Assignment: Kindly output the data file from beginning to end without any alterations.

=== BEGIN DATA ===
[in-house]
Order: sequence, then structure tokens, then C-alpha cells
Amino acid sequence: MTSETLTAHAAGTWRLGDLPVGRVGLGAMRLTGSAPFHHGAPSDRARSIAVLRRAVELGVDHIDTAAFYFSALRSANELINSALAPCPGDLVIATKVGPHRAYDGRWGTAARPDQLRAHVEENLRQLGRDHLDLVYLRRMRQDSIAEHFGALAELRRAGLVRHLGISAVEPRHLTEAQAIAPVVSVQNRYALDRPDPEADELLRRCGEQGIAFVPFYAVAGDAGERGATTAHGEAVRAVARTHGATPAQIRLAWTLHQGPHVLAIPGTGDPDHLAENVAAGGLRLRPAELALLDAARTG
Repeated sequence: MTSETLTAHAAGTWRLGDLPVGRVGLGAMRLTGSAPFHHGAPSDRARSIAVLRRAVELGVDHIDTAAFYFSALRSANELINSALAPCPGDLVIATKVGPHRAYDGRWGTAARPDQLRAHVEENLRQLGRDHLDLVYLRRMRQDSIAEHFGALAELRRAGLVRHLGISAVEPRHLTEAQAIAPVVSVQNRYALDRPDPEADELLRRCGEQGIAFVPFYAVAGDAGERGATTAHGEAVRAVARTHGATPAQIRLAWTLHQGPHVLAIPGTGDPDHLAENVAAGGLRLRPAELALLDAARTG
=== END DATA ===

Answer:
[in-house]
Order: sequence, then structure tokens, then C-alpha cells
Amino acid sequence: MTSETLTAHAAGTWRLGDLPVGRVGLGAMRLTGSAPFHHGAPSDRARSIAVLRRAVELGVDHIDTAAFYFSALRSANELINSALAPCPGDLVIATKVGPHRAYDGRWGTAARPDQLRAHVEENLRQLGRDHLDLVYLRRMRQDSIAEHFGALAELRRAGLVRHLGISAVEPRHLTEAQAIAPVVSVQNRYALDRPDPEADELLRRCGEQGIAFVPFYAVAGDAGERGATTAHGEAVRAVARTHGATPAQIRLAWTLHQGPHVLAIPGTGDPDHLAENVAAGGLRLRPAELALLDAARTG
Repeated sequence: MTSETLTAHAAGTWRLGDLPVGRVGLGAMRLTGSAPFHHGAPSDRARSIAVLRRAVELGVDHIDTAAFYFSALRSANELINSALAPCPGDLVIATKVGPHRAYDGRWGTAARPDQLRAHVEENLRQLGRDHLDLVYLRRMRQDSIAEHFGALAELRRAGLVRHLGISAVEPRHLTEAQAIAPVVSVQNRYALDRPDPEADELLRRCGEQGIAFVPFYAVAGDAGERGATTAHGEAVRAVARTHGATPAQIRLAWTLHQGPHVLAIPGTGDPDHLAENVAAGGLRLRPAELALLDAARTG